I believe one reason Barack Obama tapped Hillary Clinton to be Secretary of State in large part to buy her husband’s silence.
As the most popular Democrat in the country until Obama came along, Bill Clinton could give “blue dog” Democrats cover should he ever even hint that he opposed one of the President’s initiatives, particularly those undermining his own legacy (like the provisions in the “stimulus” weakening the landmark welfare reform he signed in 1996). But, with Bill’s wife in the cabinet, Obama effectively tied that Democrat’s tongue. Not an easy task. And a politically shrewd move.
Somewhere deep down, Clinton may well resent Obama. The incumbent, unlike his Democratic predecessor, actually won a majority of the popular vote. Not just that, Obama deprived him of his position as de facto head of their party, a position he “held” from April 7, 1992 (when he easily won the New York Democratic primary) until January 3, 2008 when Obama won the Iowa caucuses, a run of nearly sixteen years.
Few outgoing presidents succeed in getting their man elected a Chair of their party, but Clinton helped his friend and fundraiser Terry McAuliffe win election as head of the Democratic National Committee (DNC) right after he left office. While Clinton’s power was beginning to wane soon after Bush’s reelection in 2004, his standing helped ensure his wife’s status as frontrunner for their party’s nomination.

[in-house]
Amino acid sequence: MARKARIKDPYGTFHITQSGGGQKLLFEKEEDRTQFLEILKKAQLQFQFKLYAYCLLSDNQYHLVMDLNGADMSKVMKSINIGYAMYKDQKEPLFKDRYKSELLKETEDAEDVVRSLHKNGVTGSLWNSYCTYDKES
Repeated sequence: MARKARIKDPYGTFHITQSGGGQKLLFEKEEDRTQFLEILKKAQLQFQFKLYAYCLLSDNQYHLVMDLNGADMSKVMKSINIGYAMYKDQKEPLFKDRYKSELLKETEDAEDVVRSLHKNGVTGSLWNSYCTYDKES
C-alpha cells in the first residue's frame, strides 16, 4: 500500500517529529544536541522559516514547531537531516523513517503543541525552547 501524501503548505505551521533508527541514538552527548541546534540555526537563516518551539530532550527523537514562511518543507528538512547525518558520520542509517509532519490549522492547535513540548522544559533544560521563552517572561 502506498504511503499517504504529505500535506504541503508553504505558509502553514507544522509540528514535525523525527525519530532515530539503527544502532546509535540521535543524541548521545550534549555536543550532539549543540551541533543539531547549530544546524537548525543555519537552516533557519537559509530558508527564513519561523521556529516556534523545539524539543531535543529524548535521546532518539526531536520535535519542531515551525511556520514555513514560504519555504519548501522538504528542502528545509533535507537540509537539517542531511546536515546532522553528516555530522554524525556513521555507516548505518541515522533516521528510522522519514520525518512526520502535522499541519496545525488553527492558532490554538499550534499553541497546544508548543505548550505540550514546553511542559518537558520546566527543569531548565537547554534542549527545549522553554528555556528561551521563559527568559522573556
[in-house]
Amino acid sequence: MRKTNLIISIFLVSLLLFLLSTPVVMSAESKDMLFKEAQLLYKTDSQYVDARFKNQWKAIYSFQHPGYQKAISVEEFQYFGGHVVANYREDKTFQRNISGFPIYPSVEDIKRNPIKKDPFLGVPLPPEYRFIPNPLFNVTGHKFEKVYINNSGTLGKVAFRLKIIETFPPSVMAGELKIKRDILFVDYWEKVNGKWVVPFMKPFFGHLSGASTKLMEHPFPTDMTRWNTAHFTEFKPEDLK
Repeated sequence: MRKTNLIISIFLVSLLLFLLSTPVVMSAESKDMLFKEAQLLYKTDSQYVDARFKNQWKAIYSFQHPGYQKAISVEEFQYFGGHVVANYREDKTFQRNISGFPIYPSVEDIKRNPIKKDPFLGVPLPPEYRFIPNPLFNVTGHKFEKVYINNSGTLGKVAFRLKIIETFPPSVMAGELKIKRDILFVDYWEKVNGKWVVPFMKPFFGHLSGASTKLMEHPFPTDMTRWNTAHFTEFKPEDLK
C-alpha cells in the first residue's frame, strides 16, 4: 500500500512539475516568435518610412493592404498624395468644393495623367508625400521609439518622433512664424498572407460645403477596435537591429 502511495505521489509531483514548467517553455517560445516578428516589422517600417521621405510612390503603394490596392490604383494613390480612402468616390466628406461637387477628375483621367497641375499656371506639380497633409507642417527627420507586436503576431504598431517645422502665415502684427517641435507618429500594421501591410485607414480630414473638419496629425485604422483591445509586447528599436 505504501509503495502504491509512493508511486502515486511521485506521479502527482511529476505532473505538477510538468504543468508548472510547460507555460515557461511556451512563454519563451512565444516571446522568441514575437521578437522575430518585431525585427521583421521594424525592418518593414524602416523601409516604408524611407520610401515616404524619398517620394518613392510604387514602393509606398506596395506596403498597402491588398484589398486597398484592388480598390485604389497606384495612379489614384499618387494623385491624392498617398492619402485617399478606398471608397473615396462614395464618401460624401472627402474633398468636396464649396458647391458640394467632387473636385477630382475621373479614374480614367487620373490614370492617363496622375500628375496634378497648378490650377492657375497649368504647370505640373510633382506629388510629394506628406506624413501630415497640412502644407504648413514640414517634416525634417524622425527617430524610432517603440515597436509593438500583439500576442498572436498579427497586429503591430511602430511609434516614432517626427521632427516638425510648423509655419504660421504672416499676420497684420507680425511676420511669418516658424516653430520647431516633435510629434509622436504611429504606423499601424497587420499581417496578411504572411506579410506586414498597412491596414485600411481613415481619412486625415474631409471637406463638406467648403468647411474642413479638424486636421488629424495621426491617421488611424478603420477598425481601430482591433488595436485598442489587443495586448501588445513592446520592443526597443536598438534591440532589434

That began to fade with the emergence of Obama. Now, Jennifer Rubin wonders if the 42nd President no longer a crowd magnet.Campaigning in Virginia for the aforementioned McAuliffe (now running for Governor of the Old Dominion), he drew a “surprisingly small crowd.” Clinton may not be the draw he once was, but he was the figurehead of his party for longer perhaps than any other.
Time will tell if his fading fortunes will help or hurt the Democratic Party. Will its swift shift to the left over the past few years prevent Democrats from securing the gains of the past two elections? Or has America turned to the left since Clinton’s heyday?
Polls show Americans still uncomfortable with the big government, the era of which Clinton called to a close. But, while Republicans have been showing some signs of life lately, they still need to develop a strategy to respond to the growing discontent with the return of big government.